Known as the brand name anti-epileptic drug Dilantin, Phenytoin has recently piqued the interests of Multiple Sclerosis research and development teams. Study results shared from the National Hospital for Neurology and Neurosurgery in London have been hopeful for patients with MS who were treated with Phenytoin, in response to their cases of acute optic neuritis. While complete data is yet to be shared at the upcoming American Academy of Neurology’s 67th Annual Meeting, information shared thus far has excited R&D folks seeking to ease the burden of optic nerve damage for patients suffering from MS. Over 80 percent of patients with Multiple Sclerosis will experience vision difficulties due to optic nerve conditions, and the possible remedy of Phenytoin is encouraging.
As an anticonvulsant drug used mainly to treat patients with forms of epilepsy, Phenytoin works by slowing down impulses in the brain which cause seizure activity. Patients enrolled in the aforementioned ground breaking study were all diagnosed with both MS and acute optic neuritis. There were 86 patients enrolled and they were randomly assigned to either the Phenytoin group of 4 milligrams daily or a placebo group. The trial lasted approximately three months, with patients being evaluated via optical coherence tomography. The study participants all received the optical coherence tomography, which measured the thickness of the retina, at the commencement of the study and six months after the conclusion of the trial. Patients were also assessed for general eyesight, including sharpness and color perception. Study results gleaned showed that the patient population who received Phenytoin experienced roughly 30 percent less retinal nerve fiber damage as compared to the placebo group. Additionally, patients who were administered Phenytoin demonstrated a 34 percent higher volume of the macula. After episodes of acute optic neuritis were resolved, study researchers found that the patients who received Phenytoin experienced a return to normal vision. These results have suggested to researchers that Phenytoin holds a viable key to the prevention of nerve damage and blindness in patients with MS. While adverse effects are possible from Phenytoin, such as constipation, nausea and headache, no patients in this study withdrew due to side effects.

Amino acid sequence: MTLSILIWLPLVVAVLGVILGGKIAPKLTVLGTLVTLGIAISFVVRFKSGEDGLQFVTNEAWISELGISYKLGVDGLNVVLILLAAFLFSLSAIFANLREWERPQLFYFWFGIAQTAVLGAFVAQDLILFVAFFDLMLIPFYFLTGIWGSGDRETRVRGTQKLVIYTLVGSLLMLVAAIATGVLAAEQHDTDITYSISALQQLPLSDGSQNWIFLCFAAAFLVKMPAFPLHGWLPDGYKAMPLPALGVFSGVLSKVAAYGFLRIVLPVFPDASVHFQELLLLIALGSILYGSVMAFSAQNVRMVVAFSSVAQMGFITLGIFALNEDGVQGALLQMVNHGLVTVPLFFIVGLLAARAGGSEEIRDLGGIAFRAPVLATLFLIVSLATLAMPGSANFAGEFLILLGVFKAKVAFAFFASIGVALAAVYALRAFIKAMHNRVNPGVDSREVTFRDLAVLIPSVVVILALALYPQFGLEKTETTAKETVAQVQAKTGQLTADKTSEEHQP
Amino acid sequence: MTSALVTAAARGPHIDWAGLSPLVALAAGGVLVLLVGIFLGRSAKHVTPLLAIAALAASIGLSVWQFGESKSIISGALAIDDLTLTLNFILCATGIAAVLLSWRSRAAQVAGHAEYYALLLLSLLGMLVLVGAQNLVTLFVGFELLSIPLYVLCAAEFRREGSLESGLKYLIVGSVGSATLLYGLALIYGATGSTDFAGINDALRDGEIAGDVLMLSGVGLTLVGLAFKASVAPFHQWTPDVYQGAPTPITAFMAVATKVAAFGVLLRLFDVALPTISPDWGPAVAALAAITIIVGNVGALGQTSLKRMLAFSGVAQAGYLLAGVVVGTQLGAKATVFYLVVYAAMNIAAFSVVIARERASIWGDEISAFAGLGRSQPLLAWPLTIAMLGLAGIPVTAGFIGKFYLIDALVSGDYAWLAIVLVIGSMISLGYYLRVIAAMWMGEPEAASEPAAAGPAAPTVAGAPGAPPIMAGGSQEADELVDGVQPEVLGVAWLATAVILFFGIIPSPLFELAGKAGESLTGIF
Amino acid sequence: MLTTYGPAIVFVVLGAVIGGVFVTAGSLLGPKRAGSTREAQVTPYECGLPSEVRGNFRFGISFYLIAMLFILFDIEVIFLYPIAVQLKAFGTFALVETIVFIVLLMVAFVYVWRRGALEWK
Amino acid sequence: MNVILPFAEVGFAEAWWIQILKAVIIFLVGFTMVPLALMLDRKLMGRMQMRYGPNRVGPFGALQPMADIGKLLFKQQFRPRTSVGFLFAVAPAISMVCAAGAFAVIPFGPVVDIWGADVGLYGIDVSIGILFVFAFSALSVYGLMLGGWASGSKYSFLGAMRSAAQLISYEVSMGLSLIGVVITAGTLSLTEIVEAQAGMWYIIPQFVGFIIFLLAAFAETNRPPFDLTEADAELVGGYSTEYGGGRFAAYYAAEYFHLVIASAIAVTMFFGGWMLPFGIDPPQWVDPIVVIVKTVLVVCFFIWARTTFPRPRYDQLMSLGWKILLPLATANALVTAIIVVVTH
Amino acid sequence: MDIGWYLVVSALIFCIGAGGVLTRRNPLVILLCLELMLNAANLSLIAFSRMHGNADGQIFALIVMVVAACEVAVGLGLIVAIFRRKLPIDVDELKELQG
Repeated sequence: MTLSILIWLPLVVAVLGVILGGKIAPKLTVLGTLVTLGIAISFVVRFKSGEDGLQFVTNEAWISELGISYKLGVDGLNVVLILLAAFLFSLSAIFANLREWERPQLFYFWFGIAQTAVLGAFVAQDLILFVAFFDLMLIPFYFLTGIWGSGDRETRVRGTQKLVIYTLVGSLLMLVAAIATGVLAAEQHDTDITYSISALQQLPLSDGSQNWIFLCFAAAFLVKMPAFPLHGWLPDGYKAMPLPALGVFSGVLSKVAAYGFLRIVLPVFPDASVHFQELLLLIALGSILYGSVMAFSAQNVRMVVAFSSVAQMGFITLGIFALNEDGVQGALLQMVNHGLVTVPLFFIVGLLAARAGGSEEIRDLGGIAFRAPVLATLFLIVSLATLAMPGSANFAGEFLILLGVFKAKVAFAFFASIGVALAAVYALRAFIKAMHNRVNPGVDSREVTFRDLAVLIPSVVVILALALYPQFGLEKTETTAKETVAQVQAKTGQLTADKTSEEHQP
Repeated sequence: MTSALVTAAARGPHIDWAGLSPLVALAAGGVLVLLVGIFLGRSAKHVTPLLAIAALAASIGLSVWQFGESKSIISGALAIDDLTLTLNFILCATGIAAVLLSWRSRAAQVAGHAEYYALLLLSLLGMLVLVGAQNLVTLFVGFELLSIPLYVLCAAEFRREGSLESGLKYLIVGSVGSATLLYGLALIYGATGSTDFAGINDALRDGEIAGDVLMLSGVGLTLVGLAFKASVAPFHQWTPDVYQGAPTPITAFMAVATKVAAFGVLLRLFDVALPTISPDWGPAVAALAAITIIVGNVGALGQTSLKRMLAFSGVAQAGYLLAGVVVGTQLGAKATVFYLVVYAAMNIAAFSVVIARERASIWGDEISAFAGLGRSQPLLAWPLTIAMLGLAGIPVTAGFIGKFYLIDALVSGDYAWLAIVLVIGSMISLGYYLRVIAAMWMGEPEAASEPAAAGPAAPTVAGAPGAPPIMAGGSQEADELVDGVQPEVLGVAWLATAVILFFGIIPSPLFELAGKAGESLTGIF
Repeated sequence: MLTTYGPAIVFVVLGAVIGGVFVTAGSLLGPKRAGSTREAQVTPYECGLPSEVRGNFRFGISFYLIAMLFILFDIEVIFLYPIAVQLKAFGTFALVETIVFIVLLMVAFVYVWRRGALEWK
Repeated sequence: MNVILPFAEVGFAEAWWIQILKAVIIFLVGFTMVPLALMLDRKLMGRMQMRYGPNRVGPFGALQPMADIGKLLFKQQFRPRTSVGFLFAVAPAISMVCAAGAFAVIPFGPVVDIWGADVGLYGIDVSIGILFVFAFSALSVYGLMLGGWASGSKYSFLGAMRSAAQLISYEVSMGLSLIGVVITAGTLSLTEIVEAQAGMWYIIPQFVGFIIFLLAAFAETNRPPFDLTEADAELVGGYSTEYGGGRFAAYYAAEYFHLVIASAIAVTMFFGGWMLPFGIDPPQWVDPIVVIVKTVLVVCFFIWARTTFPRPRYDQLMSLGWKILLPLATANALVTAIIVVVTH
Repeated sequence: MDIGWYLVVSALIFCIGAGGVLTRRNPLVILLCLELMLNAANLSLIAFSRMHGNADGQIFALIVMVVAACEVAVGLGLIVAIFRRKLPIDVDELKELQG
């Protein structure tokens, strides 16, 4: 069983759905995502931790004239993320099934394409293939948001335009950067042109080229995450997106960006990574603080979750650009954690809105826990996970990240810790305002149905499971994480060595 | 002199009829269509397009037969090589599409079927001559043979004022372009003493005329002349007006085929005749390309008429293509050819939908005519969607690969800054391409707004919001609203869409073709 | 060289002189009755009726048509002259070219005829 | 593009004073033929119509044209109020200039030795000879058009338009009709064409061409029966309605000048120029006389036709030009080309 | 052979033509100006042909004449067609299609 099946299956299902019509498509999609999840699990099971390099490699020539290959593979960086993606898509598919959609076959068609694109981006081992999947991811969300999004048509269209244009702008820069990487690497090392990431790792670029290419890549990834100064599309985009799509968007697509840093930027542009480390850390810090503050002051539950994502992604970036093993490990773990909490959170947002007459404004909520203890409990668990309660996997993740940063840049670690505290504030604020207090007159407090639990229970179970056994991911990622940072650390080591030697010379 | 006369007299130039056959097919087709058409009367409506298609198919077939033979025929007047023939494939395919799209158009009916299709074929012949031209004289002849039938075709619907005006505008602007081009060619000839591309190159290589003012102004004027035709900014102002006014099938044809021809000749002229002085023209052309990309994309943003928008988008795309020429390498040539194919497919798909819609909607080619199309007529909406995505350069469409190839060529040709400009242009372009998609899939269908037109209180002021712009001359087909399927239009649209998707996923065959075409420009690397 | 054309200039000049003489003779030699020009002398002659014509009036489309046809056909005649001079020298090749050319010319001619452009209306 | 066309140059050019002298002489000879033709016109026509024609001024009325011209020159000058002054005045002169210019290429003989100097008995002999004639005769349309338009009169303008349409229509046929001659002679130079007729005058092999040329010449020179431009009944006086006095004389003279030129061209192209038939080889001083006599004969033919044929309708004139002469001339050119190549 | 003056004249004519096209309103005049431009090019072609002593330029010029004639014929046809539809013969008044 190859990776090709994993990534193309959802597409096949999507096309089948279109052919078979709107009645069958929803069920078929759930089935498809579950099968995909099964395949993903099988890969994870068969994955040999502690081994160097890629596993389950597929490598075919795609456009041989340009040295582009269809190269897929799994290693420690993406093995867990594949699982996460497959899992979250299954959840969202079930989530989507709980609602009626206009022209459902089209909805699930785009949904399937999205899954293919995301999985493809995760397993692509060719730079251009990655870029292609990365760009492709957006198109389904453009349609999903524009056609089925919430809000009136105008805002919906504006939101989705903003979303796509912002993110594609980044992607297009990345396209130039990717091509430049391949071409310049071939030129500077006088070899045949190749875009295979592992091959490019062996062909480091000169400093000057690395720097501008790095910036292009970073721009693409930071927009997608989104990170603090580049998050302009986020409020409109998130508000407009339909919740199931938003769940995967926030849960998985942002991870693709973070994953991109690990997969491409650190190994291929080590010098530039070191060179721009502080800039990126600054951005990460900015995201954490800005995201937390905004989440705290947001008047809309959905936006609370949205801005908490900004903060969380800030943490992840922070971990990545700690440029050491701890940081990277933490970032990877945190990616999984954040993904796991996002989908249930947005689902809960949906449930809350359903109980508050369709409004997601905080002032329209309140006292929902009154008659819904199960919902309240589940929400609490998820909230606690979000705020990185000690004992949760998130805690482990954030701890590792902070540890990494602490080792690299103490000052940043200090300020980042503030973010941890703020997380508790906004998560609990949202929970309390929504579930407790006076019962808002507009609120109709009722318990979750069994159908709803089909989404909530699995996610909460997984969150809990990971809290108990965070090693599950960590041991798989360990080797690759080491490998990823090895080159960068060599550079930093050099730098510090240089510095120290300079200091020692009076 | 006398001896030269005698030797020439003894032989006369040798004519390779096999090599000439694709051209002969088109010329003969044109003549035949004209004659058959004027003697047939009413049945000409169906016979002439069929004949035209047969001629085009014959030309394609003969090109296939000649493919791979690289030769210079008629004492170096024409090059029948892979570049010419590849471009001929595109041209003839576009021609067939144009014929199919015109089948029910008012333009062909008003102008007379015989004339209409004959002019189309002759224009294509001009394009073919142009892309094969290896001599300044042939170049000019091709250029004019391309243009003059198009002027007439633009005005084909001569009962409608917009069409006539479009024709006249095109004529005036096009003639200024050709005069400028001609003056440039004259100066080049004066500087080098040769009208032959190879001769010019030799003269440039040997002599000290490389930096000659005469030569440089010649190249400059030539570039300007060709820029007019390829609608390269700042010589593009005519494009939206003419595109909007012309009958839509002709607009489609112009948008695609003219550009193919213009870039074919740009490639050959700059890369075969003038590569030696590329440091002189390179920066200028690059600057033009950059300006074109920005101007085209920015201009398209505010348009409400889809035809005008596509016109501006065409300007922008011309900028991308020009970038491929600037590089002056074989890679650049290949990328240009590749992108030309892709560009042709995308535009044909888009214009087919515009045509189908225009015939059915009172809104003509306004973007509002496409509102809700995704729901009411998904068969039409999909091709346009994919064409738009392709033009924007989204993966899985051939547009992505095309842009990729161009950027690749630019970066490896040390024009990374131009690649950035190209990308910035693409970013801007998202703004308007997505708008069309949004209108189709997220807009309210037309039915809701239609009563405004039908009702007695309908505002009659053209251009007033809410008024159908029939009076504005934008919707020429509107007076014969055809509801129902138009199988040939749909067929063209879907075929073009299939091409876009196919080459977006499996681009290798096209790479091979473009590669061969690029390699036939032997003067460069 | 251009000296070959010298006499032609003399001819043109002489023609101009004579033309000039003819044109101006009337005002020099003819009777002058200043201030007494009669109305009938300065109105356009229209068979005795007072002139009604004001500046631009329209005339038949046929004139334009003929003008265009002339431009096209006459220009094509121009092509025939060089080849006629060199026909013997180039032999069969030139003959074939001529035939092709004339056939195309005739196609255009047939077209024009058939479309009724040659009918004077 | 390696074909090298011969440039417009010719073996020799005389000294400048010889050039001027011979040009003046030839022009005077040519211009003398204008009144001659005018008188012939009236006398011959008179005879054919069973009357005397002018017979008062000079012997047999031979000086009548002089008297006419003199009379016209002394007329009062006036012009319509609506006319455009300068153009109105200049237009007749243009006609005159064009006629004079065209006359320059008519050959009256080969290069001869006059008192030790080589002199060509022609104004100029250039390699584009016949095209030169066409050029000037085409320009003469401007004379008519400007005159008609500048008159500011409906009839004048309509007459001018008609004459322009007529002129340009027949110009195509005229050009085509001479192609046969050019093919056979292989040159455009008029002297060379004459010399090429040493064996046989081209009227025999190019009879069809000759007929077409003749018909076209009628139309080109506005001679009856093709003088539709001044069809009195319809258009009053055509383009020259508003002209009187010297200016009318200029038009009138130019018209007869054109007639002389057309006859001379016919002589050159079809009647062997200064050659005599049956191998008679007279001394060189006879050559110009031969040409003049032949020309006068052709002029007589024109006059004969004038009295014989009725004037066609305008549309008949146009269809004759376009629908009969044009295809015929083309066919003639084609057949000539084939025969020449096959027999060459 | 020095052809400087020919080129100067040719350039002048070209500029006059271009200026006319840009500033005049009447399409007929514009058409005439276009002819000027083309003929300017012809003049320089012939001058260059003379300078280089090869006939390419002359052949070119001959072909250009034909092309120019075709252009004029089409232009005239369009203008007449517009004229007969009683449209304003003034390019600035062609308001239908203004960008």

Vision difficulties are unfortunately part of the initial signs and symptoms of Multiple Sclerosis, including several distinct types of eye complications:
- MS Diplopia- also known as the term “double vision”, this eye condition occurs when MS attacks either the cerebellum or brainstem. Patients experience frustration with Diplopia that typically last in bouts of eight weeks. However, some patients can experience this debilitating condition indefinitely.
- MS Internuclear Ophthalmoplegia-roughly 25 percent of patients diagnosed with MS at a young age experience this vision problem. The hallmark signs of Internuclear Ophthalmoplegia include blurry and/or double vision, dizziness and a feeling of moving when focusing on something stationary. The symptoms tend to last for several weeks before subsiding, although a small number of patients, particularly those people with a very progressive form of MS may experience relapses often.
- MS Nystagmus- as the most commonly reported eye condition in patients with Multiple Sclerosis, Nystagmus causes vertigo and blurry vision, which can be persistent for some people.
- MS Optic Neuritis- this condition is precipitated by inflammation in one or both optic nerves, which is unfortunately a common occurrence for patients with MS. An impairment in seeing colors, blurry vision, peripheral vision loss and pain in the eye are all symptoms of this challenging condition. The vast majority of patients may experience this condition for about six to eight weeks, and return to normal or near-normal vision. A small number of patients who endure Optic Neuritis do experience permanent vision loss, sadly.
The use of Phenytoin for patients with MS who experience vision impairment as a consequence of the disease may indeed be the unexpected solution to this common problem. LGM Pharma can assist clients as a supplier/distributor of the API Phenytoin, CAS # 57-41-0 for research and development purposes. Clients can be assured of quality API products and continuous support throughout the R&D process.
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